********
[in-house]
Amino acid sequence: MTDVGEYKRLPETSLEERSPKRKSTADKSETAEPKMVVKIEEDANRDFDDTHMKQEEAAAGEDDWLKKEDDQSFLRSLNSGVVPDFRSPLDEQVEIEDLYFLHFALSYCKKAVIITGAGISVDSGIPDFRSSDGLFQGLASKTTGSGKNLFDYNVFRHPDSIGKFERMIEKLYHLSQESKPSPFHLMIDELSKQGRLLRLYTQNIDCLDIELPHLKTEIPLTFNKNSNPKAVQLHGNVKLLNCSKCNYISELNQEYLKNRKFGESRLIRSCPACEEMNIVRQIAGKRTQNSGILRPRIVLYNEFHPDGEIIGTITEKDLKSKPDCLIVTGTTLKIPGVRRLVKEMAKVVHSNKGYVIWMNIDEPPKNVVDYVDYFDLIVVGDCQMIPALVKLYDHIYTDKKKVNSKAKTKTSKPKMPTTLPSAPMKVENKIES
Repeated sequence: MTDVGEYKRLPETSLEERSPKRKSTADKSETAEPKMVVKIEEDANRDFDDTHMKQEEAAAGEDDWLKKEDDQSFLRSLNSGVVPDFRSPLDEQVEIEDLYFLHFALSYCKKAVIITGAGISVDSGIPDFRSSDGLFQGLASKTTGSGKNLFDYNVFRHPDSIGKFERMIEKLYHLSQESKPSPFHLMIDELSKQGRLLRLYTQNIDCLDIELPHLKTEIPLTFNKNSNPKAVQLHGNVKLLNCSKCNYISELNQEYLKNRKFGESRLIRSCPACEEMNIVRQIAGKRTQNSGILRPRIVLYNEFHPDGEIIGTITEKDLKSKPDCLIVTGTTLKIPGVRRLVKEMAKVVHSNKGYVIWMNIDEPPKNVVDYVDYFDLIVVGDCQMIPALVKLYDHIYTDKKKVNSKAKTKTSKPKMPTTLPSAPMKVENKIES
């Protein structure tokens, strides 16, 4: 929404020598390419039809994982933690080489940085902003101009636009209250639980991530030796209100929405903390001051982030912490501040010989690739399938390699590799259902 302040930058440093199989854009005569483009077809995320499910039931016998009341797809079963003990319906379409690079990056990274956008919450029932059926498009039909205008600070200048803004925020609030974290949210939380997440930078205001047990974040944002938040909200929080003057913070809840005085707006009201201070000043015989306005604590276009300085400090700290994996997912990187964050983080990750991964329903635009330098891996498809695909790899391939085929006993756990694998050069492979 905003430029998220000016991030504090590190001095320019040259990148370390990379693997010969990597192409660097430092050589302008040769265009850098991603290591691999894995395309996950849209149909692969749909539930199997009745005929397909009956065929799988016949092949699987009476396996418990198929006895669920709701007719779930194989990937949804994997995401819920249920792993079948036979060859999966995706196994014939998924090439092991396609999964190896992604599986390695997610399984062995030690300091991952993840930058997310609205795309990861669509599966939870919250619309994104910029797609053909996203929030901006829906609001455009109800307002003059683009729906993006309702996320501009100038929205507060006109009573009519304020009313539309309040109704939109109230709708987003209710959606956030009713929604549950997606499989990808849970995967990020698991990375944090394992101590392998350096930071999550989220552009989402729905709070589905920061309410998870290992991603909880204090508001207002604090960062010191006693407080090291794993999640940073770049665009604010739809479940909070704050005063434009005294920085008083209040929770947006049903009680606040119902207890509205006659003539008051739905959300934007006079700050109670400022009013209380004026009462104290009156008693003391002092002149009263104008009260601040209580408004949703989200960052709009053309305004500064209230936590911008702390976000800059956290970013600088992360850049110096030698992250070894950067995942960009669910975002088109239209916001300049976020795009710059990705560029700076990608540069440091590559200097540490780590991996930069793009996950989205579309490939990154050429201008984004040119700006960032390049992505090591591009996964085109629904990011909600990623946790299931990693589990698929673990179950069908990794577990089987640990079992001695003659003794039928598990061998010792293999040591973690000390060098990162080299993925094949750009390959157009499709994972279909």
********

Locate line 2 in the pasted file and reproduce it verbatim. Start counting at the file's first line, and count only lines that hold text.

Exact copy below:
Amino acid sequence: MTDVGEYKRLPETSLEERSPKRKSTADKSETAEPKMVVKIEEDANRDFDDTHMKQEEAAAGEDDWLKKEDDQSFLRSLNSGVVPDFRSPLDEQVEIEDLYFLHFALSYCKKAVIITGAGISVDSGIPDFRSSDGLFQGLASKTTGSGKNLFDYNVFRHPDSIGKFERMIEKLYHLSQESKPSPFHLMIDELSKQGRLLRLYTQNIDCLDIELPHLKTEIPLTFNKNSNPKAVQLHGNVKLLNCSKCNYISELNQEYLKNRKFGESRLIRSCPACEEMNIVRQIAGKRTQNSGILRPRIVLYNEFHPDGEIIGTITEKDLKSKPDCLIVTGTTLKIPGVRRLVKEMAKVVHSNKGYVIWMNIDEPPKNVVDYVDYFDLIVVGDCQMIPALVKLYDHIYTDKKKVNSKAKTKTSKPKMPTTLPSAPMKVENKIES